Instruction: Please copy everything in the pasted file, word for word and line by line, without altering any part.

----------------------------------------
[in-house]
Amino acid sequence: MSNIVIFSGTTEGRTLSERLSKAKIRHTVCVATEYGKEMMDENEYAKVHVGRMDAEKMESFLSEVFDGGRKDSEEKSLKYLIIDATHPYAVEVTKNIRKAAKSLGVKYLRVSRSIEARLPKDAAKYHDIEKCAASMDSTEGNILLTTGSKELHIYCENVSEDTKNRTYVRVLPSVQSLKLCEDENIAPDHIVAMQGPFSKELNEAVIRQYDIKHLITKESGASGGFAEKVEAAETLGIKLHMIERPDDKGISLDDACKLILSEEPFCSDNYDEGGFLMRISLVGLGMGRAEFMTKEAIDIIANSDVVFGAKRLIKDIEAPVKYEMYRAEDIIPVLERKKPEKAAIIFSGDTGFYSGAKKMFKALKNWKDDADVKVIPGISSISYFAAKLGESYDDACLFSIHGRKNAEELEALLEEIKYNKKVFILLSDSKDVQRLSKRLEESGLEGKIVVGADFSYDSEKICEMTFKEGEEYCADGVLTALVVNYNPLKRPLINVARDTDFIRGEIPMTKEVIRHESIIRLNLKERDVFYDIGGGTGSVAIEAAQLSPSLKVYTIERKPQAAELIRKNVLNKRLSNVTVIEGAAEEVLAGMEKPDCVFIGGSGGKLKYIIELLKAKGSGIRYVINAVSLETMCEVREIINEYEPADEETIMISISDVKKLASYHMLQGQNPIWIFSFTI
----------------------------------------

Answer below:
[in-house]
Amino acid sequence: MSNIVIFSGTTEGRTLSERLSKAKIRHTVCVATEYGKEMMDENEYAKVHVGRMDAEKMESFLSEVFDGGRKDSEEKSLKYLIIDATHPYAVEVTKNIRKAAKSLGVKYLRVSRSIEARLPKDAAKYHDIEKCAASMDSTEGNILLTTGSKELHIYCENVSEDTKNRTYVRVLPSVQSLKLCEDENIAPDHIVAMQGPFSKELNEAVIRQYDIKHLITKESGASGGFAEKVEAAETLGIKLHMIERPDDKGISLDDACKLILSEEPFCSDNYDEGGFLMRISLVGLGMGRAEFMTKEAIDIIANSDVVFGAKRLIKDIEAPVKYEMYRAEDIIPVLERKKPEKAAIIFSGDTGFYSGAKKMFKALKNWKDDADVKVIPGISSISYFAAKLGESYDDACLFSIHGRKNAEELEALLEEIKYNKKVFILLSDSKDVQRLSKRLEESGLEGKIVVGADFSYDSEKICEMTFKEGEEYCADGVLTALVVNYNPLKRPLINVARDTDFIRGEIPMTKEVIRHESIIRLNLKERDVFYDIGGGTGSVAIEAAQLSPSLKVYTIERKPQAAELIRKNVLNKRLSNVTVIEGAAEEVLAGMEKPDCVFIGGSGGKLKYIIELLKAKGSGIRYVINAVSLETMCEVREIINEYEPADEETIMISISDVKKLASYHMLQGQNPIWIFSFTI